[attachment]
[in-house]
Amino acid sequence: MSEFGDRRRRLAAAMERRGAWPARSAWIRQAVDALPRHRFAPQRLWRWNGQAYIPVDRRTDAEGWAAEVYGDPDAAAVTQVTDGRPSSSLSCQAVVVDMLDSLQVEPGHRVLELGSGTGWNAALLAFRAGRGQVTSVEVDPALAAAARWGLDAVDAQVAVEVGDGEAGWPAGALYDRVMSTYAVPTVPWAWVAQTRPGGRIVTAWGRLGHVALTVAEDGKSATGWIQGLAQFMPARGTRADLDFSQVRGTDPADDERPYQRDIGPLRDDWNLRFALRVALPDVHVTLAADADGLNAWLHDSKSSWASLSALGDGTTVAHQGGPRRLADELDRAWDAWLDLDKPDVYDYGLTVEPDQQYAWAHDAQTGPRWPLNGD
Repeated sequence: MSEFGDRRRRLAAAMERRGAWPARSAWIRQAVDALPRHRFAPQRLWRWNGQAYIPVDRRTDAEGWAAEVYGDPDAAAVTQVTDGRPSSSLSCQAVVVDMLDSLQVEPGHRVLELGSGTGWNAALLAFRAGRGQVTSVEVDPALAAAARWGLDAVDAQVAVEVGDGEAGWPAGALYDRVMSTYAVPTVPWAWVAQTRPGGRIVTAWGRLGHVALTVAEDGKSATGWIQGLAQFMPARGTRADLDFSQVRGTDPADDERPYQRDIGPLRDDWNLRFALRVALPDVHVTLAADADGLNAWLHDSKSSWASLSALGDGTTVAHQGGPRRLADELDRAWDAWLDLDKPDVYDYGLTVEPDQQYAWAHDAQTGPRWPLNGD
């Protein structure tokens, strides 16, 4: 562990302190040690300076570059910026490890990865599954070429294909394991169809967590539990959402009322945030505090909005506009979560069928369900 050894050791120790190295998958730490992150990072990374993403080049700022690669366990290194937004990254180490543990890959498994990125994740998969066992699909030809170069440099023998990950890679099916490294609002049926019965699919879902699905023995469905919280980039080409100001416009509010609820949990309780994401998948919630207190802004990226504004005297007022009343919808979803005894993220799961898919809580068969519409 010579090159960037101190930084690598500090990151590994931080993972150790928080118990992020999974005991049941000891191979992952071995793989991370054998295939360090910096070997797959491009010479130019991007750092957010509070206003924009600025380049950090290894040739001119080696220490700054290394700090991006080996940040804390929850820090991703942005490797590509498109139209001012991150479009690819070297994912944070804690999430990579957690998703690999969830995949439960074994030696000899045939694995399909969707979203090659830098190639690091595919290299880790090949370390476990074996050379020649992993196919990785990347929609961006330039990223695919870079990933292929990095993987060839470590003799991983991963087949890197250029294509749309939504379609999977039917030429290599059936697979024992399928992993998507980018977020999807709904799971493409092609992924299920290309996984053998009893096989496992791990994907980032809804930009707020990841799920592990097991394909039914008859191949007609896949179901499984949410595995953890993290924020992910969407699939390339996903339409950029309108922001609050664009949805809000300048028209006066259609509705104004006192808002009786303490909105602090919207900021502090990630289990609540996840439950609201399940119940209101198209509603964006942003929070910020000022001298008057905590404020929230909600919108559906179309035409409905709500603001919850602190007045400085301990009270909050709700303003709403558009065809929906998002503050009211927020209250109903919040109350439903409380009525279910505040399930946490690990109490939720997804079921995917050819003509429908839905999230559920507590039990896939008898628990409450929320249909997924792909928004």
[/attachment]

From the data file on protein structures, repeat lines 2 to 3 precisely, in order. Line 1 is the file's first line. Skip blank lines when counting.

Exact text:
Amino acid sequence: MSEFGDRRRRLAAAMERRGAWPARSAWIRQAVDALPRHRFAPQRLWRWNGQAYIPVDRRTDAEGWAAEVYGDPDAAAVTQVTDGRPSSSLSCQAVVVDMLDSLQVEPGHRVLELGSGTGWNAALLAFRAGRGQVTSVEVDPALAAAARWGLDAVDAQVAVEVGDGEAGWPAGALYDRVMSTYAVPTVPWAWVAQTRPGGRIVTAWGRLGHVALTVAEDGKSATGWIQGLAQFMPARGTRADLDFSQVRGTDPADDERPYQRDIGPLRDDWNLRFALRVALPDVHVTLAADADGLNAWLHDSKSSWASLSALGDGTTVAHQGGPRRLADELDRAWDAWLDLDKPDVYDYGLTVEPDQQYAWAHDAQTGPRWPLNGD
Repeated sequence: MSEFGDRRRRLAAAMERRGAWPARSAWIRQAVDALPRHRFAPQRLWRWNGQAYIPVDRRTDAEGWAAEVYGDPDAAAVTQVTDGRPSSSLSCQAVVVDMLDSLQVEPGHRVLELGSGTGWNAALLAFRAGRGQVTSVEVDPALAAAARWGLDAVDAQVAVEVGDGEAGWPAGALYDRVMSTYAVPTVPWAWVAQTRPGGRIVTAWGRLGHVALTVAEDGKSATGWIQGLAQFMPARGTRADLDFSQVRGTDPADDERPYQRDIGPLRDDWNLRFALRVALPDVHVTLAADADGLNAWLHDSKSSWASLSALGDGTTVAHQGGPRRLADELDRAWDAWLDLDKPDVYDYGLTVEPDQQYAWAHDAQTGPRWPLNGD